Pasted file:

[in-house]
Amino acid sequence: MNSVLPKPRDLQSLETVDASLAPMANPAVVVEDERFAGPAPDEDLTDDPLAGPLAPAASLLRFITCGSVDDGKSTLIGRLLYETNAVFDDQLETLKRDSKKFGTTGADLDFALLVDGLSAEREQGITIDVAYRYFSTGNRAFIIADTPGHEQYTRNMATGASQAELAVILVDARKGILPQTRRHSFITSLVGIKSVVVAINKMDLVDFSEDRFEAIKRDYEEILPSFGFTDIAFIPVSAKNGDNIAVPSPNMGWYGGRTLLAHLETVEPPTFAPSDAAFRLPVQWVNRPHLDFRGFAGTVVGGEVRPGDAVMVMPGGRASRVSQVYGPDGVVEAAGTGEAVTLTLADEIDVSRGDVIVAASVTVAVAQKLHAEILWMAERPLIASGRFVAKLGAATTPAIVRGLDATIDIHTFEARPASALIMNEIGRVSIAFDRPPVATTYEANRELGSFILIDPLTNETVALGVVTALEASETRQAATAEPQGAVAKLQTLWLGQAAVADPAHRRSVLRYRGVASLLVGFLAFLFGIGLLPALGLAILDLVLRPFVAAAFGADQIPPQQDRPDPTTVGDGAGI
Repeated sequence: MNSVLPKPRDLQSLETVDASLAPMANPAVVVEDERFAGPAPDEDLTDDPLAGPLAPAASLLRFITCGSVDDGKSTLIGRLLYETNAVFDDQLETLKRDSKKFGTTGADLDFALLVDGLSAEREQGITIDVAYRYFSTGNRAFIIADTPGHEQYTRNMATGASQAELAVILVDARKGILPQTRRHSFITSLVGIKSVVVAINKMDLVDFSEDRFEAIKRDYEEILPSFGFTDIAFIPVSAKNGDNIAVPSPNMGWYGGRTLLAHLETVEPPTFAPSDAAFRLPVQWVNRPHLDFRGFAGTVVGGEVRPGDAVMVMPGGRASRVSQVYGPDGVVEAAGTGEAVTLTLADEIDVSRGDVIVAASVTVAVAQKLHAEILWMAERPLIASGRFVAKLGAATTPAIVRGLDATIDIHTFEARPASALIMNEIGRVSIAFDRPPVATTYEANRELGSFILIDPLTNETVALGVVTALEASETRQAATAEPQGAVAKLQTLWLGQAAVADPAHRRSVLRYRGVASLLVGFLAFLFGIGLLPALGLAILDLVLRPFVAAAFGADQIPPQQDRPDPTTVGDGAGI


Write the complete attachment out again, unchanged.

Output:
[in-house]
Amino acid sequence: MNSVLPKPRDLQSLETVDASLAPMANPAVVVEDERFAGPAPDEDLTDDPLAGPLAPAASLLRFITCGSVDDGKSTLIGRLLYETNAVFDDQLETLKRDSKKFGTTGADLDFALLVDGLSAEREQGITIDVAYRYFSTGNRAFIIADTPGHEQYTRNMATGASQAELAVILVDARKGILPQTRRHSFITSLVGIKSVVVAINKMDLVDFSEDRFEAIKRDYEEILPSFGFTDIAFIPVSAKNGDNIAVPSPNMGWYGGRTLLAHLETVEPPTFAPSDAAFRLPVQWVNRPHLDFRGFAGTVVGGEVRPGDAVMVMPGGRASRVSQVYGPDGVVEAAGTGEAVTLTLADEIDVSRGDVIVAASVTVAVAQKLHAEILWMAERPLIASGRFVAKLGAATTPAIVRGLDATIDIHTFEARPASALIMNEIGRVSIAFDRPPVATTYEANRELGSFILIDPLTNETVALGVVTALEASETRQAATAEPQGAVAKLQTLWLGQAAVADPAHRRSVLRYRGVASLLVGFLAFLFGIGLLPALGLAILDLVLRPFVAAAFGADQIPPQQDRPDPTTVGDGAGI
Repeated sequence: MNSVLPKPRDLQSLETVDASLAPMANPAVVVEDERFAGPAPDEDLTDDPLAGPLAPAASLLRFITCGSVDDGKSTLIGRLLYETNAVFDDQLETLKRDSKKFGTTGADLDFALLVDGLSAEREQGITIDVAYRYFSTGNRAFIIADTPGHEQYTRNMATGASQAELAVILVDARKGILPQTRRHSFITSLVGIKSVVVAINKMDLVDFSEDRFEAIKRDYEEILPSFGFTDIAFIPVSAKNGDNIAVPSPNMGWYGGRTLLAHLETVEPPTFAPSDAAFRLPVQWVNRPHLDFRGFAGTVVGGEVRPGDAVMVMPGGRASRVSQVYGPDGVVEAAGTGEAVTLTLADEIDVSRGDVIVAASVTVAVAQKLHAEILWMAERPLIASGRFVAKLGAATTPAIVRGLDATIDIHTFEARPASALIMNEIGRVSIAFDRPPVATTYEANRELGSFILIDPLTNETVALGVVTALEASETRQAATAEPQGAVAKLQTLWLGQAAVADPAHRRSVLRYRGVASLLVGFLAFLFGIGLLPALGLAILDLVLRPFVAAAFGADQIPPQQDRPDPTTVGDGAGI